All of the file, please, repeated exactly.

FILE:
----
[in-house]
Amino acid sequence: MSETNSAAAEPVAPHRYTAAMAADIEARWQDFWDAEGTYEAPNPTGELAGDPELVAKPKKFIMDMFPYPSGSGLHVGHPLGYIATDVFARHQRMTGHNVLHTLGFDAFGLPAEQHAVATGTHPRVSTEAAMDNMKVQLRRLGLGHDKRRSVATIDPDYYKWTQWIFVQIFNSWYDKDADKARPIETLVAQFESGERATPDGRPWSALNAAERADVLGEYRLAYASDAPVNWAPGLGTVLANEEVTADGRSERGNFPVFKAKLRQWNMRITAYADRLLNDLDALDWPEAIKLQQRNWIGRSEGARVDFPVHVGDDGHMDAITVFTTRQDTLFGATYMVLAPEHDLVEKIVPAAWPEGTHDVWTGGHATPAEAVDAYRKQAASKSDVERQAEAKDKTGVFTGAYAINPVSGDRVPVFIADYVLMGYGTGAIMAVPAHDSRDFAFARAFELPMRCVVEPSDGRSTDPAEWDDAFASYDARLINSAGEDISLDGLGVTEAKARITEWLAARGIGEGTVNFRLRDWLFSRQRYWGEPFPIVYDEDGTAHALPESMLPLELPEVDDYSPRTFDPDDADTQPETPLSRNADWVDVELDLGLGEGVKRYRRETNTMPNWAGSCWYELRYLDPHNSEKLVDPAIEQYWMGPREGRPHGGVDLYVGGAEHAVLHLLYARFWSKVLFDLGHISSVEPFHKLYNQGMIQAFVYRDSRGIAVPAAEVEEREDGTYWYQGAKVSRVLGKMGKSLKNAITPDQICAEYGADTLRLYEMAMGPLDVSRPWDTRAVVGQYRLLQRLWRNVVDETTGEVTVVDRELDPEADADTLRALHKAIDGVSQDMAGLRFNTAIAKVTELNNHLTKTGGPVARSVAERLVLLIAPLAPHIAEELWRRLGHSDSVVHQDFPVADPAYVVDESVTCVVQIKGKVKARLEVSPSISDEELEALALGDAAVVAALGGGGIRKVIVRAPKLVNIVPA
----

[in-house]
Amino acid sequence: MSETNSAAAEPVAPHRYTAAMAADIEARWQDFWDAEGTYEAPNPTGELAGDPELVAKPKKFIMDMFPYPSGSGLHVGHPLGYIATDVFARHQRMTGHNVLHTLGFDAFGLPAEQHAVATGTHPRVSTEAAMDNMKVQLRRLGLGHDKRRSVATIDPDYYKWTQWIFVQIFNSWYDKDADKARPIETLVAQFESGERATPDGRPWSALNAAERADVLGEYRLAYASDAPVNWAPGLGTVLANEEVTADGRSERGNFPVFKAKLRQWNMRITAYADRLLNDLDALDWPEAIKLQQRNWIGRSEGARVDFPVHVGDDGHMDAITVFTTRQDTLFGATYMVLAPEHDLVEKIVPAAWPEGTHDVWTGGHATPAEAVDAYRKQAASKSDVERQAEAKDKTGVFTGAYAINPVSGDRVPVFIADYVLMGYGTGAIMAVPAHDSRDFAFARAFELPMRCVVEPSDGRSTDPAEWDDAFASYDARLINSAGEDISLDGLGVTEAKARITEWLAARGIGEGTVNFRLRDWLFSRQRYWGEPFPIVYDEDGTAHALPESMLPLELPEVDDYSPRTFDPDDADTQPETPLSRNADWVDVELDLGLGEGVKRYRRETNTMPNWAGSCWYELRYLDPHNSEKLVDPAIEQYWMGPREGRPHGGVDLYVGGAEHAVLHLLYARFWSKVLFDLGHISSVEPFHKLYNQGMIQAFVYRDSRGIAVPAAEVEEREDGTYWYQGAKVSRVLGKMGKSLKNAITPDQICAEYGADTLRLYEMAMGPLDVSRPWDTRAVVGQYRLLQRLWRNVVDETTGEVTVVDRELDPEADADTLRALHKAIDGVSQDMAGLRFNTAIAKVTELNNHLTKTGGPVARSVAERLVLLIAPLAPHIAEELWRRLGHSDSVVHQDFPVADPAYVVDESVTCVVQIKGKVKARLEVSPSISDEELEALALGDAAVVAALGGGGIRKVIVRAPKLVNIVPA